Land prices remained resilient last year despite the threat posed by Covid-19, according to a report by the Society of Chartered Surveyors Ireland and Teagasc.
Nationally, the price for non-residential land ranged from an average of €5,900 per acre for poor quality land to €9,381 for good quality land.
The Society of Chartered Surveyors Ireland / Teagasc Agricultural Land Market Review and Outlook Report 2021 also predicted that land prices will rise by 4% on average this year on the back of a rise in farm incomes as well as strong demand and reduced supply.
Today’s report shows that demand for rented ground also remains strong with rents this year expected to rise by 8% in Leinster, 5% in Munster and 6% in Connacht.
But valuers and chartered surveyors operating in the agricultural and rental markets said that restrictions on viewings due to lockdown led to a decrease in the volume of sales, as prospective sellers opted to defer their plans to sell.
The report finds that Leinster had the highest prices in 2020 because of the higher quality of land in the province and the high demand for it.
For good land, less than 50 acres, average prices in the province ranged from a high of €13,600 in Kildare the highest in the country – to €7,900 in Longford. The prices for poor quality ranged from a high of €8,300 per acre in Kildare to €5,500, again in Longford.
In Munster, where dairy farmers are driving the market, prices ranged from an average of €11,900 per acre in Tipperary to €9,000 in Clare while prices for poor quality ranged from an average of €6,500 in Waterford to €4,700 in Clare.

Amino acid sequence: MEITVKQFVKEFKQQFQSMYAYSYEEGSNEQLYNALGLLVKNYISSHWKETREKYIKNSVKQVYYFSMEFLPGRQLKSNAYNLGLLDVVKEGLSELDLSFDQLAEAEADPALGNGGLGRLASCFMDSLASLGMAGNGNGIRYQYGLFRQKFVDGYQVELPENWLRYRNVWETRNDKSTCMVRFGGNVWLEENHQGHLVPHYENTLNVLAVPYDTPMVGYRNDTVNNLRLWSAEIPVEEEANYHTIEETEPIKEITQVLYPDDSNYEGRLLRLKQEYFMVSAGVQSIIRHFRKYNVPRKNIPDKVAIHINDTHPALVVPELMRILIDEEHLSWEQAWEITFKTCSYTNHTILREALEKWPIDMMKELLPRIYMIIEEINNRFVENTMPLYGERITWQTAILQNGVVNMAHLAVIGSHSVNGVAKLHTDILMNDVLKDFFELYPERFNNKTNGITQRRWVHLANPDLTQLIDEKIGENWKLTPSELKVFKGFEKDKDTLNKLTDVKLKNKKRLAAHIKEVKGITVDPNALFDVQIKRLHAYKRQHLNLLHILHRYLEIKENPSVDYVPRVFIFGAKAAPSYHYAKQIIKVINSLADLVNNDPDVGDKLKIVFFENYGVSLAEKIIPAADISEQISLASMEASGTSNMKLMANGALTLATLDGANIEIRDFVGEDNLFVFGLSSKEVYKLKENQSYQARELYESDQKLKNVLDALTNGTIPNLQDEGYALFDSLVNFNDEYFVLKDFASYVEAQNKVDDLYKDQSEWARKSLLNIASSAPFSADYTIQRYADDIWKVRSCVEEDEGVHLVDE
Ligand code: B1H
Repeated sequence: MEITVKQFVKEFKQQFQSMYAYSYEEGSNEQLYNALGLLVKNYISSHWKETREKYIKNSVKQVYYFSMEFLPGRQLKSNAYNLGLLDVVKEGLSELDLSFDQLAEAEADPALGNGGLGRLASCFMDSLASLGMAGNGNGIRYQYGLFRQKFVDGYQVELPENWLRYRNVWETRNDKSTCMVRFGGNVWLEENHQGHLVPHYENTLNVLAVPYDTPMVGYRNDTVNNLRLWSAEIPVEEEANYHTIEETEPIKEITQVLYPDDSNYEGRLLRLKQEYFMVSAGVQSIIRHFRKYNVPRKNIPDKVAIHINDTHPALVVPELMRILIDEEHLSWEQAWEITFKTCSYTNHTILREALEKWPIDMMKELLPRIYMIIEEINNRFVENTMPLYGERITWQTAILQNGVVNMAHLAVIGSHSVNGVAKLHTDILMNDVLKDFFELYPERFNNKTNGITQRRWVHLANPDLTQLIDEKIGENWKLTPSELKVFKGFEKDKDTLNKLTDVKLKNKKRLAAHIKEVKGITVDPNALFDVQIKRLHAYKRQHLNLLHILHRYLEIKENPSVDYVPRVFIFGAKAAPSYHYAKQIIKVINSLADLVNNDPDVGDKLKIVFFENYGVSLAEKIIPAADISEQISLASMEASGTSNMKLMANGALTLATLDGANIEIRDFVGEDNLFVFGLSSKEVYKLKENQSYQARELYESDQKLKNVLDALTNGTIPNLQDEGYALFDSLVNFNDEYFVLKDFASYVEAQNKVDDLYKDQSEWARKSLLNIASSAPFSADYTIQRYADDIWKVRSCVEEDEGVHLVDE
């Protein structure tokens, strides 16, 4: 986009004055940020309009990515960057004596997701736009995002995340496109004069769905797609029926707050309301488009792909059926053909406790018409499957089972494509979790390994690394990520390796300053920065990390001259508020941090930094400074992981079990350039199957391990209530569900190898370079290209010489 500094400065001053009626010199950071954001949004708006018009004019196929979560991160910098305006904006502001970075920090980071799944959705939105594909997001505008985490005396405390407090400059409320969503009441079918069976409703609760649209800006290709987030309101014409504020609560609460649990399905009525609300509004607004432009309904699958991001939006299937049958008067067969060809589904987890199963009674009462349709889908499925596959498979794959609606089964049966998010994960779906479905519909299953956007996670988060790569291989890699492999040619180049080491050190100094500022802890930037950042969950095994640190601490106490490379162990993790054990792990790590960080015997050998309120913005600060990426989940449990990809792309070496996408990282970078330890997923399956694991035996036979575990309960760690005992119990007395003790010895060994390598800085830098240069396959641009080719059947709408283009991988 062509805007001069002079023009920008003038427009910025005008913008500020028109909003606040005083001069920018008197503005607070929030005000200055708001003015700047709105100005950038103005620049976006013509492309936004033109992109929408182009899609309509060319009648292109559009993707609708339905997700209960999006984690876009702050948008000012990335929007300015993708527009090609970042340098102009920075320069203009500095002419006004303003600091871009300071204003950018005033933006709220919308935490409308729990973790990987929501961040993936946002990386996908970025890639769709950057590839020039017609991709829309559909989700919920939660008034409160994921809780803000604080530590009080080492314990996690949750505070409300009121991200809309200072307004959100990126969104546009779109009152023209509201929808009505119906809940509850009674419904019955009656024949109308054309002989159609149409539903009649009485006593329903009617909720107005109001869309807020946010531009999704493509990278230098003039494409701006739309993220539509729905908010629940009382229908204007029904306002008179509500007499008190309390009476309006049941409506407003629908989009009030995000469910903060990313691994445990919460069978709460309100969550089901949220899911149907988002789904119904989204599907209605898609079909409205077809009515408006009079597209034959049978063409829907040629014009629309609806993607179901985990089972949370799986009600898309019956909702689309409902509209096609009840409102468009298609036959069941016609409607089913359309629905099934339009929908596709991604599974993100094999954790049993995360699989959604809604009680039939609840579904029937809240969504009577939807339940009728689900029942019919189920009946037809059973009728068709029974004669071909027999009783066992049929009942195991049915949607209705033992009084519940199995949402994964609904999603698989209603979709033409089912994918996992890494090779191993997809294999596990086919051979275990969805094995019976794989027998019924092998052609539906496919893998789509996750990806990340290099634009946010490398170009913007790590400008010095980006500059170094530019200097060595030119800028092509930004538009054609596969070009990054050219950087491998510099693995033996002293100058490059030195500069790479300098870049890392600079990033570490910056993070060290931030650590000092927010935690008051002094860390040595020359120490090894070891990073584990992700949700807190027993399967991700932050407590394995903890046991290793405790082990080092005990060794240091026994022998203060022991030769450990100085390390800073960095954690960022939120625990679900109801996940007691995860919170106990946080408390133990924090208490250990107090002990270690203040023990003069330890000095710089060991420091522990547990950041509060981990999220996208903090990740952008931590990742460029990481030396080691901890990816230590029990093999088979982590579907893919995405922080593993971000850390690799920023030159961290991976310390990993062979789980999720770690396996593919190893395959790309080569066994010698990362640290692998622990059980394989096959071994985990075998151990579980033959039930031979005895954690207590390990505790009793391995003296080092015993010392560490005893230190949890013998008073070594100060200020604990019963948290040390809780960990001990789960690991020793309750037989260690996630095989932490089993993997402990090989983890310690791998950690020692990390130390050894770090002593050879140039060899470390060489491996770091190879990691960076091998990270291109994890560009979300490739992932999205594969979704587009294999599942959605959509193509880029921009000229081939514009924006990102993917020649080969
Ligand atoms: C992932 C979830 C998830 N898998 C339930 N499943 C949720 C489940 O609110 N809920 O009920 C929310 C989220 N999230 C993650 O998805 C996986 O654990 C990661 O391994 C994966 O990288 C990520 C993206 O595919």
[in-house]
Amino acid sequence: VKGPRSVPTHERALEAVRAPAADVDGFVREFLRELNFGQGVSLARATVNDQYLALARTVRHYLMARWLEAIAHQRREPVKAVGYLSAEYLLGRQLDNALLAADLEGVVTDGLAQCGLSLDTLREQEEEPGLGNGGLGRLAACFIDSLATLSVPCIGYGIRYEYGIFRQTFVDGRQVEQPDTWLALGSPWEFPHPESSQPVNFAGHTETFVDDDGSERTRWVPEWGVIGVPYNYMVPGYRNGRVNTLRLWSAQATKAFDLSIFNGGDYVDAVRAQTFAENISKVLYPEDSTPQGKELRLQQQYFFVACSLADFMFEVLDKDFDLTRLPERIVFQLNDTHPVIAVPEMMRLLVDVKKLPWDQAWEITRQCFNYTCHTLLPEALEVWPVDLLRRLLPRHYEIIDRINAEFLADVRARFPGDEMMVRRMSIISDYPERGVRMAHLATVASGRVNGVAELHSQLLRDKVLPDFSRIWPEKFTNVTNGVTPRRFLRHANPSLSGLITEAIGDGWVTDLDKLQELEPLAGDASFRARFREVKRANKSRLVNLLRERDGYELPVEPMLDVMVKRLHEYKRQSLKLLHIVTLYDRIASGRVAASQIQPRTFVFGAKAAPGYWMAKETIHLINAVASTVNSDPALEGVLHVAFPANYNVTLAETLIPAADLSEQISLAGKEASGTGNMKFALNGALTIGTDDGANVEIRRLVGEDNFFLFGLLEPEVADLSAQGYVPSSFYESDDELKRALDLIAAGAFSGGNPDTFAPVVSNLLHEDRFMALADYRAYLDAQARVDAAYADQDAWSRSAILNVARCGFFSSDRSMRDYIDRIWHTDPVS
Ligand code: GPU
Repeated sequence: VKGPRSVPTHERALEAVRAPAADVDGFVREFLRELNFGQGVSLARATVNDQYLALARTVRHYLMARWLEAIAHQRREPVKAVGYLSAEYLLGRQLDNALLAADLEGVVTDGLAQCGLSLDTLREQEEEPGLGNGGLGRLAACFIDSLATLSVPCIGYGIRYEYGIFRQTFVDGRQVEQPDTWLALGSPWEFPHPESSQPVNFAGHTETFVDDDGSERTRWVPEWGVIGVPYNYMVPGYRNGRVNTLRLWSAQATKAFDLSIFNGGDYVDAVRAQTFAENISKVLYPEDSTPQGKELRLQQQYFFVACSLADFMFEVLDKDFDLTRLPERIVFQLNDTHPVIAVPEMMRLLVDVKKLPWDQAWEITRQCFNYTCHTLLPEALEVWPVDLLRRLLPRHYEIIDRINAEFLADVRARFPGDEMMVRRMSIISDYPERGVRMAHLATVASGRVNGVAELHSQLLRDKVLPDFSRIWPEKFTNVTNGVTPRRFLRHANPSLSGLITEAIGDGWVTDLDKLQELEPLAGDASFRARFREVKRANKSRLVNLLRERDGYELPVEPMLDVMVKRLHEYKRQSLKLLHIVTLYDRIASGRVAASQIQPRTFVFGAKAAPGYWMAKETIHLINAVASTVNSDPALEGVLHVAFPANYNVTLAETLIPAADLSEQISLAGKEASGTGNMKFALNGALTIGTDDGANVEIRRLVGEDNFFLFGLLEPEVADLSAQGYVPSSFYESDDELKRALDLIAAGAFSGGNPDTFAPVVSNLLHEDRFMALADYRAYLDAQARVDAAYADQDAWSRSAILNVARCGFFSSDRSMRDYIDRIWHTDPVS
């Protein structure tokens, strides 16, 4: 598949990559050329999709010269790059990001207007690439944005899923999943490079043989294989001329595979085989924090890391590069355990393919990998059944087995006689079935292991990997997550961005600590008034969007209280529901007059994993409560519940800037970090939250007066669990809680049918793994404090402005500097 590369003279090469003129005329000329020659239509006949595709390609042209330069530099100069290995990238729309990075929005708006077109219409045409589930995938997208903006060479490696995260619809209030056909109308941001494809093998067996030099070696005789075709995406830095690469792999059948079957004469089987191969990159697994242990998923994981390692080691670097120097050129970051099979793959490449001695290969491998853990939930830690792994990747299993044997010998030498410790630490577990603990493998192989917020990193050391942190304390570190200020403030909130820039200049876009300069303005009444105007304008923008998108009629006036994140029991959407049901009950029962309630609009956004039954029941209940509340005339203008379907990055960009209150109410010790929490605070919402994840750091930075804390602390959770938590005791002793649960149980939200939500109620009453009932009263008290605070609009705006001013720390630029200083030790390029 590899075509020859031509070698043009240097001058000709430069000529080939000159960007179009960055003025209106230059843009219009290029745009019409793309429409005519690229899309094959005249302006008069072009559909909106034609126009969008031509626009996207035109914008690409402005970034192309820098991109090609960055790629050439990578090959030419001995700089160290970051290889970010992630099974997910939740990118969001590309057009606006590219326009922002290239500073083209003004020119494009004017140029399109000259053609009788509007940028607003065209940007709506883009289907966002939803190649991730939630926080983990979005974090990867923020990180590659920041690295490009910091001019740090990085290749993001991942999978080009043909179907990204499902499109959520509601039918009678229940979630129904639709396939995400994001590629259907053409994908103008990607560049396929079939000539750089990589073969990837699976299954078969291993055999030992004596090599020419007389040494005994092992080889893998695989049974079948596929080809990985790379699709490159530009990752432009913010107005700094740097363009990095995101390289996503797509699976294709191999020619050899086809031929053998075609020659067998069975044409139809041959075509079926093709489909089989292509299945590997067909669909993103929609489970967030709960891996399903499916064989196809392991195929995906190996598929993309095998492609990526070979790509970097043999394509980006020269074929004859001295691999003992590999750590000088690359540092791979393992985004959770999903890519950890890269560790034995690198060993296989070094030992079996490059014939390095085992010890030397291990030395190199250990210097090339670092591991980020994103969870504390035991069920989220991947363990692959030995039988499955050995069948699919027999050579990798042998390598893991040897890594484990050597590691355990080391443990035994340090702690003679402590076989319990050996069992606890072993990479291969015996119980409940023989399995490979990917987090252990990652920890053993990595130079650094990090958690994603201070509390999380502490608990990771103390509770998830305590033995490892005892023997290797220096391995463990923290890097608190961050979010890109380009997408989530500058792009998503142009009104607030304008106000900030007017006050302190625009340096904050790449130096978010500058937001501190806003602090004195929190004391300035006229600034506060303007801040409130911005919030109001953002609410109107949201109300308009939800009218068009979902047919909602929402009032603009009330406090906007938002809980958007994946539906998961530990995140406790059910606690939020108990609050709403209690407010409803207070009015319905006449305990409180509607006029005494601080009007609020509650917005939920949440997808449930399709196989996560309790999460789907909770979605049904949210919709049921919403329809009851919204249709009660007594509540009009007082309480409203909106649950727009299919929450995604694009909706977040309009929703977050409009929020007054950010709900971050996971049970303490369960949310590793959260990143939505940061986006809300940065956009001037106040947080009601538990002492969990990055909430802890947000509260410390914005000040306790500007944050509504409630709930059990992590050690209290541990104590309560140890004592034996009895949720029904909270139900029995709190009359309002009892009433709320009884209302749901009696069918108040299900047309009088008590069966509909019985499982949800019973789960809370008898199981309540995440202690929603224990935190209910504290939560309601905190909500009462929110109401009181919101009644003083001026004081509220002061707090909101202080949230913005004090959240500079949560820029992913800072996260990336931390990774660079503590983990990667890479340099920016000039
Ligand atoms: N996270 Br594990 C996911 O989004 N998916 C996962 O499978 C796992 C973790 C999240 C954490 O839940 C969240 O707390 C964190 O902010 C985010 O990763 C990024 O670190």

In Connacht/Ulster prices for good land ranged from an average of €9,500 per acre in Donegal to €6,500 in Monaghan and for poor land from €5,750 in Monaghan to €3,250 in Leitrim, the lowest price in the country.
James Lee, Chair of the SCSI’s Rural Agency Group said that lockdowns due to Covid had led to a reduction in the volume of sales.
“The inability to view holdings or physical auctions led to a significant increase in the number of sellers postponing plans to sell land,” James Lee said.
“In our survey, over a third of agents (35%) reported a decrease in the volume of land sold in 2020 compared with 19% in 2019. Virtual viewing options have been available to sellers, but clearly many have a preference for more traditional auction sales,” he added.
Teagasc economist Dr Jason Loughrey said that while Covid may have impacted the volume of sales, it had little impact on agricultural commodity prices last year and this helped to support farm incomes and land values at a time of great uncertainty.
“The closure of hotels and restaurants and the contraction in the tourist business led to a sharp fall in sales of food and drink through these channels. However, this was largely offset by increased food and drink consumption within the home,” the economist noted.
“Overall it is estimated that the average farm income in Ireland increased by 6% in 2020 and this year we forecast an increase of a further 3%,” he added.
The survey also noted that 2020 was a good year for sheep farmers in particular, as they benefited from higher prices as did pig producers.
Dairy farm incomes were stable while incomes on cattle rearing farms increased. There was no change on other cattle farms.
But tillage farmers did have a disappointing year due to adverse weather conditions which led to low yields and a drop in income.
“While farmers benefited from lower input costs last year, they are facing some cost pressures this year, with feed, fertiliser and fuel prices all on the increase,” Jason Loughrey said.
“Lamb prices are expected to be significantly higher in 2021 relative to 2020 and farmers with a sheep enterprise will therefore benefit. A slight improvement in cattle farm income is expected with dairy incomes remaining stable,” he said.
“The outlook for tillage farm income this year is contingent on cereal yield developments. Normal weather through to the harvest period would see a significant improvement in tillage farm income in 2021,” he added.